Work addiction is real, and studies show women are more prone to it

Workaholism is similar to other addictions such as gambling or alcoholism. Picture: Pexels/Pixabay

Workaholism is similar to other addictions such as gambling or alcoholism. Picture: Pexels/Pixabay

Published Nov 26, 2023


Workaholics' moods are generally worse than those of other people, even while they are engaged in the thing that they are most passionate about; their work.

Workaholism is similar to other addictions such as gambling or alcoholism.

This is what emerges from a study published in the Journal of Occupational Health Psychology, conducted by Cristian Balducci, a professor at the Department for Life Quality Studies at the University of Bologna (Rimini Campus), in collaboration with Dr Luca Menghini from the University of Trento and Prof Paola Spagnoli from the University of Campania 'Luigi Vanvitelli'.

Professor Balducci explains: "The negative mood observed in workaholics may indicate elevated daily stress levels and that could be the cause of the higher risk for these individuals to develop burnout and cardiovascular problems.

“Furthermore, considering that workaholics often hold positions of responsibility, their negative mood could readily influence that of colleagues and co-workers.

“This poses a risk that organisations should seriously consider, intervening to discourage behaviours that contribute to workaholism."

Work addiction has been a well-known phenomenon for a long time: people suffering from it tend to work excessively and compulsively.

This is a true obsession that negatively affects health, psychological wellbeing, and relations with family and friends.

Several studies indicate that workaholics commonly experience a sense of unwellness, often accompanied by negative emotions such as hostility, anxiety, and guilt when they are unable to work as extensively as they wish.

On the other hand, there are conflicting assumptions about the feelings that emerge in these people while they are at work.

Some studies suggest that workaholics experience feelings of wellbeing and satisfaction during the workday, yet other research indicates that these positive emotions quickly transition to a prevailing dysphoric state characterized by irritation and depression.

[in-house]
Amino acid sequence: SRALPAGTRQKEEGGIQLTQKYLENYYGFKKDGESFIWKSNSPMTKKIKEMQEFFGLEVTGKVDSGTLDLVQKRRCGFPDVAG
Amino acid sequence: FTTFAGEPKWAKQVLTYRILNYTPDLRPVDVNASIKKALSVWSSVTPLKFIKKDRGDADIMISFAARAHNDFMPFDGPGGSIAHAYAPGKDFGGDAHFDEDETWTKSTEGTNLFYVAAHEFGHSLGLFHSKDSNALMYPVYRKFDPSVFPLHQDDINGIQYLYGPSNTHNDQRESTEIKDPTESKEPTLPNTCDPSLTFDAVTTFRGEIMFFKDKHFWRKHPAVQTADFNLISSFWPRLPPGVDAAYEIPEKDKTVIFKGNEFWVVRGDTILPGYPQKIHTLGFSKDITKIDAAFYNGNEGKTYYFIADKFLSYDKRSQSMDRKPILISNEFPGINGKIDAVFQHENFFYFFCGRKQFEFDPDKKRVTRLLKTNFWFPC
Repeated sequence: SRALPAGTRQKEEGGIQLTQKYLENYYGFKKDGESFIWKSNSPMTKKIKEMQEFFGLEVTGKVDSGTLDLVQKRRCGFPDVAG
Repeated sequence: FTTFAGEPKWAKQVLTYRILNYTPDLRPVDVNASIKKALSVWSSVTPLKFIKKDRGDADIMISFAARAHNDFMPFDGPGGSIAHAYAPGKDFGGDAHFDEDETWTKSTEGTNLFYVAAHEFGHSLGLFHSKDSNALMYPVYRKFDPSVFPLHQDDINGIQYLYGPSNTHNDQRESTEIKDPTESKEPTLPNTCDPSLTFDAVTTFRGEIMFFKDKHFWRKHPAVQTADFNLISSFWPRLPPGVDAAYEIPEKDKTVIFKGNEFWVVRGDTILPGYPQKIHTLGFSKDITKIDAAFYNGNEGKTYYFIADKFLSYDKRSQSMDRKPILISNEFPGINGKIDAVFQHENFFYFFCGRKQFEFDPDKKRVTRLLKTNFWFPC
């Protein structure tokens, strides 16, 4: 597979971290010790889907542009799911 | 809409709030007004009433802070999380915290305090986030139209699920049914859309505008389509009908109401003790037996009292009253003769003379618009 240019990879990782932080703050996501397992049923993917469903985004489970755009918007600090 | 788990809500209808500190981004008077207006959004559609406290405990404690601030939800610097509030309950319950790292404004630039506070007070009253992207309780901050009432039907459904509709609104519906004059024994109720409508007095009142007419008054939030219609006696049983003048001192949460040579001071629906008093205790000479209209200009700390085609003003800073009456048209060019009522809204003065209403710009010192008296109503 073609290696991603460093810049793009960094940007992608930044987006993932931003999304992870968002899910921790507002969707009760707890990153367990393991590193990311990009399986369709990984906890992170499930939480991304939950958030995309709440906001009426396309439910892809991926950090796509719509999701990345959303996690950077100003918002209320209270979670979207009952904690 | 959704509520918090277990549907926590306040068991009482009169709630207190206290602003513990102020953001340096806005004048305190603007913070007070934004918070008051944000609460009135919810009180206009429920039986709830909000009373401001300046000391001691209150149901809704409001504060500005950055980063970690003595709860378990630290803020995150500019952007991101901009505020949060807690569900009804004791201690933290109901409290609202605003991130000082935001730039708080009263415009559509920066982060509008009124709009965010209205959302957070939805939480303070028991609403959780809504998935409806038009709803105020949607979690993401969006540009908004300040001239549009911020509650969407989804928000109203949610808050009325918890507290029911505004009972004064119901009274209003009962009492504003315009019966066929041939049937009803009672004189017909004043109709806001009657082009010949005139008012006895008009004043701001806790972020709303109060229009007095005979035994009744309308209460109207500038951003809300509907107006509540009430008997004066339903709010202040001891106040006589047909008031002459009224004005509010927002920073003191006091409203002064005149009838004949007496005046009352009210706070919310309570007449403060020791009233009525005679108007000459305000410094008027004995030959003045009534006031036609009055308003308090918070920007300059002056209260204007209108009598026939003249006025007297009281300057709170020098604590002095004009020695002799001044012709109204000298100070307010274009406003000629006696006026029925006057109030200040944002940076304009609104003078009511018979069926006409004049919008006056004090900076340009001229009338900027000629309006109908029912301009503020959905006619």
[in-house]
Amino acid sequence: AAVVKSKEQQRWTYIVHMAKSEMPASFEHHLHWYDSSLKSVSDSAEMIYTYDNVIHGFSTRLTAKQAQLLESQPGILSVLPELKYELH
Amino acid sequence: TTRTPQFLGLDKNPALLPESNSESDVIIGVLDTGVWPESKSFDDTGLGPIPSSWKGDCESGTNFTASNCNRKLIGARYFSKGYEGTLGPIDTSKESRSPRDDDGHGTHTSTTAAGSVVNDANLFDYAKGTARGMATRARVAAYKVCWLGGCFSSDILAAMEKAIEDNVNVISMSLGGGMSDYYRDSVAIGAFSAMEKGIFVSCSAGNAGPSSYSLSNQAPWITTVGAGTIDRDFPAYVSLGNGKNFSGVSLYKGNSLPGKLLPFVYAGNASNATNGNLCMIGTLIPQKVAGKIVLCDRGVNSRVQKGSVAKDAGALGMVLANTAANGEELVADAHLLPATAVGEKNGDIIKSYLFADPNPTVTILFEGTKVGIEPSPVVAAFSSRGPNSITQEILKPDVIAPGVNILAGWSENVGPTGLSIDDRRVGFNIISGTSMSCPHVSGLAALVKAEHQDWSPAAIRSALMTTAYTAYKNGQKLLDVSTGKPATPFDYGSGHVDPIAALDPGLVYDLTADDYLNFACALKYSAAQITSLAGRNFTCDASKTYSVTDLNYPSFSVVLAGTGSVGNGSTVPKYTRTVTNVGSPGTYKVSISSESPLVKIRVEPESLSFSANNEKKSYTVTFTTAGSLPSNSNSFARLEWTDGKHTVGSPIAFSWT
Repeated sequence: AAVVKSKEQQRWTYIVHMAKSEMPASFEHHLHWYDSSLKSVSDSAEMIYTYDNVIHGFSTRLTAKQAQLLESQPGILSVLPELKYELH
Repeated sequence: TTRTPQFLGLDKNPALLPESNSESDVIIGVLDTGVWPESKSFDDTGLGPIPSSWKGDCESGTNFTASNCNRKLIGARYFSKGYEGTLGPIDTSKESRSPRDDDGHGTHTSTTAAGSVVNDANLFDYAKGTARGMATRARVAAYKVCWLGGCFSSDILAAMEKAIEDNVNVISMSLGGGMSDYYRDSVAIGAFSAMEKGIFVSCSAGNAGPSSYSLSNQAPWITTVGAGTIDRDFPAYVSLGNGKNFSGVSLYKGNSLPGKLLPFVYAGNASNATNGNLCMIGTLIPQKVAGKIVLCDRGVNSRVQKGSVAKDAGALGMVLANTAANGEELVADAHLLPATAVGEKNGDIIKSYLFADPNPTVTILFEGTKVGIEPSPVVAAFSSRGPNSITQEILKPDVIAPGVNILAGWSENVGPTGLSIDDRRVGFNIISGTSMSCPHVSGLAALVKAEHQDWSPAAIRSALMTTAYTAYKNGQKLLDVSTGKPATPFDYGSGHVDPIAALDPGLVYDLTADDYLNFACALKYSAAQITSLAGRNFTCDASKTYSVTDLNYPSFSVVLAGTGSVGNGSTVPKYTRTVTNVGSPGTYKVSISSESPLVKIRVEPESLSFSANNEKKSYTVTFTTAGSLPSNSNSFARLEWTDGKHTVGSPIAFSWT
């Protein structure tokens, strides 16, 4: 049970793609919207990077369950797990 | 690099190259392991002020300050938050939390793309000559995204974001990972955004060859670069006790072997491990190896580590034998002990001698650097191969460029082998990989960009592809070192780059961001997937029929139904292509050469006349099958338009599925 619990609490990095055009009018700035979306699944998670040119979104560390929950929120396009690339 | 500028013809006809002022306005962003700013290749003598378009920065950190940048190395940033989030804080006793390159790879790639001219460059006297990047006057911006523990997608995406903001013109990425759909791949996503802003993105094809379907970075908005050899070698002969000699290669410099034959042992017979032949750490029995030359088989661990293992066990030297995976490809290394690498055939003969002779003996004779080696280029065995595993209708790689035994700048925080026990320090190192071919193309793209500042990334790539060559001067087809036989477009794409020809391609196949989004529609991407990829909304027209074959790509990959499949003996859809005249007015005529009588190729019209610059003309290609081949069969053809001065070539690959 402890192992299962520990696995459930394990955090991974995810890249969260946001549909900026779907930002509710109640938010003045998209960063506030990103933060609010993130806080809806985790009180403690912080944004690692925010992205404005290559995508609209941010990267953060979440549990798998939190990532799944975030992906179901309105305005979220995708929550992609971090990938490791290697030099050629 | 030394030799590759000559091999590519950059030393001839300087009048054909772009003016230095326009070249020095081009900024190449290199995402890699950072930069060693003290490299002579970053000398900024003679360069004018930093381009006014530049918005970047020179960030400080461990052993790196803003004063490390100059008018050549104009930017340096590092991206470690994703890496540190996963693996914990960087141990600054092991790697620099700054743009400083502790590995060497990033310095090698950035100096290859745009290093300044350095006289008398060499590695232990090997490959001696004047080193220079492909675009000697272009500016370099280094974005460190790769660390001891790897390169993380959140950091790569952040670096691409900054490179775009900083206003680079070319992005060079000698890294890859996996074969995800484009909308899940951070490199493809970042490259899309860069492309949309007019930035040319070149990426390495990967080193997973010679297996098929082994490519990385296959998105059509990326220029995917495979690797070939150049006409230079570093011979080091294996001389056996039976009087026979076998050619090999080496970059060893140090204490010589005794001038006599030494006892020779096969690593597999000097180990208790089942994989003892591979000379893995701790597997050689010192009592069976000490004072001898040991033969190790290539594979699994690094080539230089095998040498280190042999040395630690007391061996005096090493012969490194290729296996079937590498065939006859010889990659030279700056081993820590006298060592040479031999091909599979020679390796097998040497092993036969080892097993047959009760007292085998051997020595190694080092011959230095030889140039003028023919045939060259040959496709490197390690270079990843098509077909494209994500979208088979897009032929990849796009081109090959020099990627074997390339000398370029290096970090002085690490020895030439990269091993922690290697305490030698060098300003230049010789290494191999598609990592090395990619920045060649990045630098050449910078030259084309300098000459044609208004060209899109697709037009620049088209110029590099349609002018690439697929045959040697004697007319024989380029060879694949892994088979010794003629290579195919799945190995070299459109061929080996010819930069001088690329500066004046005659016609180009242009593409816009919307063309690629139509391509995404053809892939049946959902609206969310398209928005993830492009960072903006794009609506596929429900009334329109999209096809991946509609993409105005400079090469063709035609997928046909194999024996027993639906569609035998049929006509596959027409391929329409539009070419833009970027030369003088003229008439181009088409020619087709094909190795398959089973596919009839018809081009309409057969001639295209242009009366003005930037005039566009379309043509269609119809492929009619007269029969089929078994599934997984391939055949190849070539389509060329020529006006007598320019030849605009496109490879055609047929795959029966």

To shed light on this aspect, scholars involved 139 full-time workers in the study, mostly employed in back-office activities.

A psychological test was first used to assess the participants' level of work dependency.

Afterwards, the scholars analysed the mood of the workers and their perception of workload using a technique known as "experience sampling method".

This was done using an app installed on the participants' phones, which allowed them to send short questionnaires, approximately every 90 minutes, from 9am to 6pm, over the course of three working days (Monday, Wednesday and Friday).

"The collected data show that the most workaholic workers have on average a worse mood than the others", says Prof Balducci.

"So, it does not appear to be true that people who are addicted to work derive more pleasure from their work activity; quite the opposite, the results seem to confirm that, as in other forms of behavioural and substance addiction, the initial euphoria gives way to a negative emotional state that pervades the person even while at work."

The results also demonstrate that, unlike other workers, workaholics, on average, consistently maintain a more negative mood throughout the day, with no significant variations attributed to the passage of time or fluctuations in workload.

A diminished reactivity of mood to external stimuli implies a notable emotional flattening, a well-recognized phenomenon in other types of addictions.

"This element," suggests Luca Menghini, researcher at the University of Trento and first author of the study, "could stem from the workaholic's inability to moderate work investment, resulting in a significant decrease in disconnection and recovery experiences, and the parallel consolidation of a negative affective tone."

Another interesting result that emerged from the study is that of gender differences.

The relationship between work addiction and bad mood was in fact more pronounced in women than in men, indicating a greater vulnerability of women to workaholism.

Scholars suggest that this phenomenon may depend on an increased role conflict experienced by workaholic women, caught between the internal tendency to over-invest in their work and the external pressures stemming from gender expectations still deeply rooted in our culture.

These results warn of the dangers of workaholism.

Work addiction can lead to significant negative repercussions not only on relationships with family and friends, but also on physical and psychological wellbeing.

The so-called "overwork illnesses" can aggravate to the point of leading to death from overwork - a phenomenon with a not inconsiderable case history today.

"Organisations must send clear signals to workers on this issue and avoid encouraging a climate where working outside working hours and at weekends is considered the norm," Prof Balducci concludes.

"On the contrary, it is necessary to foster an environment that discourages excessive and dysfunctional investment in work, promoting disconnection policies, specific training activities and counselling interventions."

The study was published on the Journal of Occupational Health Psychology with the title "Uncovering the Main and Interacting Impact of Workaholism on Momentary Hedonic Tone at Work: An Experience Sampling Approach."